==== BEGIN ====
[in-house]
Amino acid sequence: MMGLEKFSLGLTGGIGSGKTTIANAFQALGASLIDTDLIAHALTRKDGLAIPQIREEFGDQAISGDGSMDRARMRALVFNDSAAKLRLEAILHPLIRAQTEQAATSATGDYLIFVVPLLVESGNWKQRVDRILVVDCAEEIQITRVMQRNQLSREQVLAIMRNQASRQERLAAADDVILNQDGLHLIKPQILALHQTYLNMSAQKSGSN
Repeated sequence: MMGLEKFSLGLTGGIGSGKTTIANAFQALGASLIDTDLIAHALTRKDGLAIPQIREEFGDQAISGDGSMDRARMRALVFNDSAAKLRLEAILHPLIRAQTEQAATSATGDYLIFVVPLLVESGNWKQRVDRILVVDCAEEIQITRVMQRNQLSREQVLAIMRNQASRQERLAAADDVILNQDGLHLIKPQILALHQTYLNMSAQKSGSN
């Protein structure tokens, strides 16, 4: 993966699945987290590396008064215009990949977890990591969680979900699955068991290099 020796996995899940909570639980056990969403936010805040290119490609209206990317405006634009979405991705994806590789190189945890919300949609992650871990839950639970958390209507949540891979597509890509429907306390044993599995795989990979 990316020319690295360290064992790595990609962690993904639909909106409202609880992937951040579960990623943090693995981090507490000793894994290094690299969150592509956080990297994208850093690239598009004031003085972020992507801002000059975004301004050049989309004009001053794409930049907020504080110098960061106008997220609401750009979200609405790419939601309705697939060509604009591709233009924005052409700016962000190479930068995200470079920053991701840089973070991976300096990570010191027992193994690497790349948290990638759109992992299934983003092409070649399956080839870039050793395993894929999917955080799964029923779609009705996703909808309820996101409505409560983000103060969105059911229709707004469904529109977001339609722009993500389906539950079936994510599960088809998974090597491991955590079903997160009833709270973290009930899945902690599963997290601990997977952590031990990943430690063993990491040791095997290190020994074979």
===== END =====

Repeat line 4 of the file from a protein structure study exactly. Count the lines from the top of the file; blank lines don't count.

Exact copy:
């Protein structure tokens, strides 16, 4: 993966699945987290590396008064215009990949977890990591969680979900699955068991290099 020796996995899940909570639980056990969403936010805040290119490609209206990317405006634009979405991705994806590789190189945890919300949609992650871990839950639970958390209507949540891979597509890509429907306390044993599995795989990979 990316020319690295360290064992790595990609962690993904639909909106409202609880992937951040579960990623943090693995981090507490000793894994290094690299969150592509956080990297994208850093690239598009004031003085972020992507801002000059975004301004050049989309004009001053794409930049907020504080110098960061106008997220609401750009979200609405790419939601309705697939060509604009591709233009924005052409700016962000190479930068995200470079920053991701840089973070991976300096990570010191027992193994690497790349948290990638759109992992299934983003092409070649399956080839870039050793395993894929999917955080799964029923779609009705996703909808309820996101409505409560983000103060969105059911229709707004469904529109977001339609722009993500389906539950079936994510599960088809998974090597491991955590079903997160009833709270973290009930899945902690599963997290601990997977952590031990990943430690063993990491040791095997290190020994074979």